00794u

    For further reading on African American women’s contribution to the war effort, read “When the Nation was in Need: Blacks in the Women's Army Corps during World War II,” By Martha Putney.

    And finally, three African American women at a polling place, one looking at a book of registered voters, on November 5, 1957, in New York City or Newark, New Jersey. This image is from the digital collection at the Library of Congress Prints and Photographs Division Washington, D.C. 20540 USA. Read more about the challenges African Americans faced to vote in “Blackballed: the Black Vote and US Democracy,” by Darryl Pinckney.
    08063u

    Posted by: ACPL Genealogy Center

  • Black History Month Images Revealed - Harlem Hellfighters

    Sunday, Feb 19, 2017

    By Kay

    Have you ever wondered just what some of those images are that we use on our advertising for Black History Month?. Let's take a look at some of the images used in the making of our flyer for Black History Month 2017.

    The 369th Infantry Regiment, aka the Harlem Hellfighters, formerly known as the 15th New York National Guard Regiment, was an infantry regiment of the United States Army National Guard during World War I and World War II (1913-1945). The Regiment consisted mainly of African Americans, though it also included a number of Puerto Rican Americans during World War II. It was the first African American regiment to serve with American forces in World War I. Before that, if an African-American wanted to fight, they would have to join the forces of France or Canada. This unit was given numerous nicknames: The Black Rattlers, the Men of Bronze and Hell Fighters.
    369th_15th_New_York

    In the beginning, the regiment was relegated to labor service duties instead of combat.  On April 8, 1918, the unit was assigned to the French Army, and finally, on May 8, 1918, the 369th was sent to the trenches. From then on they fought. The unit was awarded two Medals of Honor and a regimental Croix de Guerre. The most celebrated man in the 369th was Pvt. Henry Johnson, a former Albany, New York, rail station porter, who earned the nickname "Black Death" for his actions in combat in France. “While on night sentry duty, May 15, 1918, Johnson and a fellow Soldier, Pvt. Needham Roberts, received a surprise attack by a German raiding party of at least 12 enemy soldiers.

    “While under intense fire and despite his own wounds, Johnson kept an injured Needham from being taken prisoner. He came forward from his position to engage an enemy soldier in hand-to-hand combat. Wielding only a knife and gravely wounded, Johnson continued fighting until the enemy retreated.

     “For his valor, Johnson became one of the first Americans to be awarded the French Croix de Guerre avec Palme, France's highest award for valor. Johnson was posthumously awarded the Purple Heart in 1996. He was awarded the Distinguished Service Cross in 2002, with the official ceremony taking place in 2003.” (from the Army website.)

    For more information, visit BlackPast.org, Harlem’s Blog, American National Biography Online, ArmyMil, and the U.S. Army website, or read "Harlem's Rattlers and the Great War: the Undaunted 369th Regiment and the African American Quest for Equality" by Jeffrey T. Sammons.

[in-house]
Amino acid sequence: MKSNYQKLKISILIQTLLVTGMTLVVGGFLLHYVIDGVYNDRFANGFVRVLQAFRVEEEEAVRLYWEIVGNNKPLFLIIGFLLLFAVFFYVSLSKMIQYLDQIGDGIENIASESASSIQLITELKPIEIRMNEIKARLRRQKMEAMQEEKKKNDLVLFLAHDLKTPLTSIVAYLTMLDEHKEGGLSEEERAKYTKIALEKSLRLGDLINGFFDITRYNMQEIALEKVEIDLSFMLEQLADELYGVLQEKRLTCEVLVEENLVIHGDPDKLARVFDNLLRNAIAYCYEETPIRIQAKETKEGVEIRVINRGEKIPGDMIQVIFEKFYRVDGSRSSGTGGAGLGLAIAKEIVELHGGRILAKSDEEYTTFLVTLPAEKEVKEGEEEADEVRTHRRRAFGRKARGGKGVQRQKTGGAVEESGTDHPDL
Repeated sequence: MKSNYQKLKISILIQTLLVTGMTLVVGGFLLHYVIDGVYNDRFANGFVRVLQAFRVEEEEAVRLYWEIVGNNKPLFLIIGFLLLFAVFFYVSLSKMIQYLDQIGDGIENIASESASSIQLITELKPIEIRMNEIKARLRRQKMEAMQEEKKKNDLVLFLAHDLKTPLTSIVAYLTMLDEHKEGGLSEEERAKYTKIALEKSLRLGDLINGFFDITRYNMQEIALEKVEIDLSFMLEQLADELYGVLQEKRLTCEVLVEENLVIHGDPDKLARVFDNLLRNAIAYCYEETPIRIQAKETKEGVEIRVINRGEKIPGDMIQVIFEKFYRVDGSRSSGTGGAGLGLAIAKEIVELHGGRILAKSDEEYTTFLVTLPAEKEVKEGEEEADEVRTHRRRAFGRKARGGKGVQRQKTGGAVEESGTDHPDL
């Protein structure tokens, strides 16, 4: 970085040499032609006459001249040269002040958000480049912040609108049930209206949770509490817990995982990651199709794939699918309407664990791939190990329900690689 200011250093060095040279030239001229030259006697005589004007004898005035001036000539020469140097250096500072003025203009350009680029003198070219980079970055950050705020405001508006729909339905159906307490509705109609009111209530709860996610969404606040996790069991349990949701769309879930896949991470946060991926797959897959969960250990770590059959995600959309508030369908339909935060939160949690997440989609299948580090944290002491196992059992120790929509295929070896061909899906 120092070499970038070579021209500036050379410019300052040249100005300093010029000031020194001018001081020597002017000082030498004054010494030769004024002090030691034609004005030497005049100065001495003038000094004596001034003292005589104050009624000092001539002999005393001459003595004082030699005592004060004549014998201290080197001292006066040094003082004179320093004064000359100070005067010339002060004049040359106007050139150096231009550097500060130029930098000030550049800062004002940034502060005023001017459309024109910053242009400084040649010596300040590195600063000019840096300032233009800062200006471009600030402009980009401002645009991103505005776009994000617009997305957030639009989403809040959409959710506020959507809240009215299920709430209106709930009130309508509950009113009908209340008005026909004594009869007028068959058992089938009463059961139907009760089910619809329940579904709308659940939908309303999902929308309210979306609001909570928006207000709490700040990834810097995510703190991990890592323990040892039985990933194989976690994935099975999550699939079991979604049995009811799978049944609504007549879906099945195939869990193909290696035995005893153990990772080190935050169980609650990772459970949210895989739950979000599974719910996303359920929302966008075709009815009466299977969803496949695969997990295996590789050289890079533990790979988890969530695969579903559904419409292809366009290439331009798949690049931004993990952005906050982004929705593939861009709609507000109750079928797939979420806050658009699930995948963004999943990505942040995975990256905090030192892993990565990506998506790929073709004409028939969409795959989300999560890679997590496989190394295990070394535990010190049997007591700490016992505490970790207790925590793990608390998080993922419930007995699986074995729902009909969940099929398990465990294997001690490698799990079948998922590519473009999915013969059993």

Posted by: ACPL Genealogy Center

  • Stephen King lived in Fort Wayne, Indiana

    Thursday, Feb 16, 2017

    Written By: John

    A reference question came to us recently about the author Stephen King and the exact location of his childhood residence in Fort Wayne, Indiana. King, who was born in Portland, Maine, in 1947, was the son of Donald and Nellie Ruth (Pilsbury) King. The father was born “Donald Pollock” in Peru, Indiana, and later changed the family name to King, and he separated from Stephen’s mother not long after Stephen’s birth. At the age of two Stephen moved to Delafield, Wisconsin, with his mother and brother, and later, about 1949, they came to Fort Wayne to live with relatives. But where specifically did they live?
        David King, Stephen’s older brother, provides some sketches details in an account published in George Beahm’s Stephen King Companion: Four Decades of Fear from the Master of Horror (p. 9). “After Wisconsin, we then went to live with my father’s sister Betty, and a lady she lived with named Rudy. We have a picture of that, too – Stevie and I sitting on a lawn in front of a house. That was in the Fort Wayne, Indiana, area. Aunt Betty was a schoolteacher … After that we lived in an apartment of our own in Fort Wayne … We shared the apartment with a number of cockroaches. It was an apartment house, but I’m not sure if it was a single-family dwelling or if there were a number of apartments in it.”
         Most references to Stephen’s childhood lack specifics due to the family’s difficult economic circumstances. However, from the above account and other biographical references, we have enough information to identify Donald Pollock and his sister Betty on the 1920 census. Going forward and looking at the Fort Wayne city directories, we can locate Betty L. Pollock in 1951, living at 1227 Lake Avenue in Fort Wayne and working as a teacher at the Hamilton School. In 1954, she resided at 3529 Lake Avenue, then outside the city limits, and was teaching at the Hanna School. Undoubtedly, the Kings spent time at these two addresses, but the identity of their apartment house remains uncertain. The 1954 directory lists a Mrs. Ruth King living at 1234 Ewing Street, but this was a residence, not an apartment house, and it is not certain this was Stephen’s mother. The family later moved to Stratford, Connecticut.